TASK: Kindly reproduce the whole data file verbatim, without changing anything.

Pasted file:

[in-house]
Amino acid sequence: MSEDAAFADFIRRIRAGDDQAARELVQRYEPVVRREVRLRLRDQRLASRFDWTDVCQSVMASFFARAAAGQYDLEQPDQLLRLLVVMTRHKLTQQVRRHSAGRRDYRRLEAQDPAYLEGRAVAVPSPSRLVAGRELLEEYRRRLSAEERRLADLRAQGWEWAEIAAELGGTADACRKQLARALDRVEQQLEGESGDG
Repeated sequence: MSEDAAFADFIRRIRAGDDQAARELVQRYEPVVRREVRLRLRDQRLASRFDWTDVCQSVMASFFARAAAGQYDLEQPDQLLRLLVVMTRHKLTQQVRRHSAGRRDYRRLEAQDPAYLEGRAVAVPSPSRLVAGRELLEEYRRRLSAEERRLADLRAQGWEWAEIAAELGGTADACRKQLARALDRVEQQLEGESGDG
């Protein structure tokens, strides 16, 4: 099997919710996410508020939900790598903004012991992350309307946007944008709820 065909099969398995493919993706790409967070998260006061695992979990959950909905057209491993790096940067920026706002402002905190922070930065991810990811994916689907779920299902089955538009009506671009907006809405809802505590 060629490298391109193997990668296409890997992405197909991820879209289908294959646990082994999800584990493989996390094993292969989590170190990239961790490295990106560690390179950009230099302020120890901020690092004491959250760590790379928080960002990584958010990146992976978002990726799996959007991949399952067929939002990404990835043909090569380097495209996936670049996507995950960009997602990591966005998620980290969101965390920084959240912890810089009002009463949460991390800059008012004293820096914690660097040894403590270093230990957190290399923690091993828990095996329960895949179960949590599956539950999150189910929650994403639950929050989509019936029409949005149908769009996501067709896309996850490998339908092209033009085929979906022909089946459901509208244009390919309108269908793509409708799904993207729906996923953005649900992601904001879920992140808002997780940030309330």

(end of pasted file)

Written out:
[in-house]
Amino acid sequence: MSEDAAFADFIRRIRAGDDQAARELVQRYEPVVRREVRLRLRDQRLASRFDWTDVCQSVMASFFARAAAGQYDLEQPDQLLRLLVVMTRHKLTQQVRRHSAGRRDYRRLEAQDPAYLEGRAVAVPSPSRLVAGRELLEEYRRRLSAEERRLADLRAQGWEWAEIAAELGGTADACRKQLARALDRVEQQLEGESGDG
Repeated sequence: MSEDAAFADFIRRIRAGDDQAARELVQRYEPVVRREVRLRLRDQRLASRFDWTDVCQSVMASFFARAAAGQYDLEQPDQLLRLLVVMTRHKLTQQVRRHSAGRRDYRRLEAQDPAYLEGRAVAVPSPSRLVAGRELLEEYRRRLSAEERRLADLRAQGWEWAEIAAELGGTADACRKQLARALDRVEQQLEGESGDG
């Protein structure tokens, strides 16, 4: 099997919710996410508020939900790598903004012991992350309307946007944008709820 065909099969398995493919993706790409967070998260006061695992979990959950909905057209491993790096940067920026706002402002905190922070930065991810990811994916689907779920299902089955538009009506671009907006809405809802505590 060629490298391109193997990668296409890997992405197909991820879209289908294959646990082994999800584990493989996390094993292969989590170190990239961790490295990106560690390179950009230099302020120890901020690092004491959250760590790379928080960002990584958010990146992976978002990726799996959007991949399952067929939002990404990835043909090569380097495209996936670049996507995950960009997602990591966005998620980290969101965390920084959240912890810089009002009463949460991390800059008012004293820096914690660097040894403590270093230990957190290399923690091993828990095996329960895949179960949590599956539950999150189910929650994403639950929050989509019936029409949005149908769009996501067709896309996850490998339908092209033009085929979906022909089946459901509208244009390919309108269908793509409708799904993207729906996923953005649900992601904001879920992140808002997780940030309330």